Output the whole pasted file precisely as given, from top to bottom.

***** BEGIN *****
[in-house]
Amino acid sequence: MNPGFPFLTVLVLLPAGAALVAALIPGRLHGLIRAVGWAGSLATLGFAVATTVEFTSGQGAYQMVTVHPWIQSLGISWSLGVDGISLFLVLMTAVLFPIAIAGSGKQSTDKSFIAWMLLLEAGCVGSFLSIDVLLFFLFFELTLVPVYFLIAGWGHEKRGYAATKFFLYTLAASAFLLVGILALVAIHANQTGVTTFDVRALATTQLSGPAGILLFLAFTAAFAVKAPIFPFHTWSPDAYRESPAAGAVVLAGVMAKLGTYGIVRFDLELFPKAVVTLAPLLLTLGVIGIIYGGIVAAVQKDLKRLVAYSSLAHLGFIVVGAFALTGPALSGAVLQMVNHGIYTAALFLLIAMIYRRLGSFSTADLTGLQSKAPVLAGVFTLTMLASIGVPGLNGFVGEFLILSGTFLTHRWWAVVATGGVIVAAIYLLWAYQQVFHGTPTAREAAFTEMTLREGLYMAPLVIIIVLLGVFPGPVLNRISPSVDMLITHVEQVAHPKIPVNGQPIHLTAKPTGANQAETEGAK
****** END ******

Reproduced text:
[in-house]
Amino acid sequence: MNPGFPFLTVLVLLPAGAALVAALIPGRLHGLIRAVGWAGSLATLGFAVATTVEFTSGQGAYQMVTVHPWIQSLGISWSLGVDGISLFLVLMTAVLFPIAIAGSGKQSTDKSFIAWMLLLEAGCVGSFLSIDVLLFFLFFELTLVPVYFLIAGWGHEKRGYAATKFFLYTLAASAFLLVGILALVAIHANQTGVTTFDVRALATTQLSGPAGILLFLAFTAAFAVKAPIFPFHTWSPDAYRESPAAGAVVLAGVMAKLGTYGIVRFDLELFPKAVVTLAPLLLTLGVIGIIYGGIVAAVQKDLKRLVAYSSLAHLGFIVVGAFALTGPALSGAVLQMVNHGIYTAALFLLIAMIYRRLGSFSTADLTGLQSKAPVLAGVFTLTMLASIGVPGLNGFVGEFLILSGTFLTHRWWAVVATGGVIVAAIYLLWAYQQVFHGTPTAREAAFTEMTLREGLYMAPLVIIIVLLGVFPGPVLNRISPSVDMLITHVEQVAHPKIPVNGQPIHLTAKPTGANQAETEGAK